In the early 20th century early roads like the Lincoln Highway and Route 66 helped for the first time to connect small-town America with larger urban areas via a hard-service road. As the American public took to the road, motor courts, inns and highway motels appeared and catered to the traveling public. It was not until the 1920s that cheap, basic accommodations for road travelers appeared in the form of “motor camps:” open-air camping grounds with communal laundries and washrooms. These facilities were gradually superseded by sites providing individual huts containing beds, and thousands were built across the country between 1929 and 1933. These establishments were the forerunners of the typical “tourist court:” a semi-circular layout of cabins around a manager’s office.
Soon, most courts had running water in their rooms, and over the following years air conditioning, radio, and, eventually, TV were introduced. , the old Pilgrims Rest Standard Service Station and Motor Court, Evergreen Motel and Valley View Motel in Frankfort, are local examples of area examples of the wayside establishments along the Lincoln Highway. This photograph shows an old “motor court” building, circa 1920s, that is located along the east side of Route 53, near Laraway Road in Joliet. This site was located along old Route 66, and included at least two sets of “motor court” buildings. Currently, only one of these rare buildings, with three separate units still stands.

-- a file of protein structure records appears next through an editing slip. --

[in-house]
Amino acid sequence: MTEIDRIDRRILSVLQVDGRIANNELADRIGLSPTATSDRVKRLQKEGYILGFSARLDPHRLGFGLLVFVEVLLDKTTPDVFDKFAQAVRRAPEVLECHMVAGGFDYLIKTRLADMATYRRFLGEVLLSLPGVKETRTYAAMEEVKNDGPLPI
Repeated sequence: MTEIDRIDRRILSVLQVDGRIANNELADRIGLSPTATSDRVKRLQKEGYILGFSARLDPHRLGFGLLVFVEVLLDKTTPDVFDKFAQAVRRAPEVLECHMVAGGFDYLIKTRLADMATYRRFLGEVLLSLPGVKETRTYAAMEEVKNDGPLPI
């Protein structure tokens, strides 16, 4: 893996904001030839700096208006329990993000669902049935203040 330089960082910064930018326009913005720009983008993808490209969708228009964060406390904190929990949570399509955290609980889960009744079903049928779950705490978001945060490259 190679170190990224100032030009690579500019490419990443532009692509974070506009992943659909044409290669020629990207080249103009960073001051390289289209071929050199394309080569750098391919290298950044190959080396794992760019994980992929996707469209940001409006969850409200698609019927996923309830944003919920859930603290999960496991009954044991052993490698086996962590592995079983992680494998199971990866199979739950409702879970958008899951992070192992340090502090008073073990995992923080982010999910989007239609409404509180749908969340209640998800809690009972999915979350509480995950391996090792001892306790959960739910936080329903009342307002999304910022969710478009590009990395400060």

These photographs are part of the Local History Project digitization project at Minooka Community High School.
We Need Your Help:
David Belden is a history teacher at Minooka Community High School and is currently publishing local postcard books with Arcadia Publishing in his Local History classes, including Grundy County, Joliet, Will County, Princeton and I&M Canal. He and his students are currently looking for I&M photos and postcards and Joliet photographs. If you are interested in contributing a postcard image, please email him at: firstname.lastname@example.org or email@example.com call 815-467-2140 x260. To view more postcards and images, visit www.localhistoryproject.org or on Facebook: http://www.facebook.com/localhistory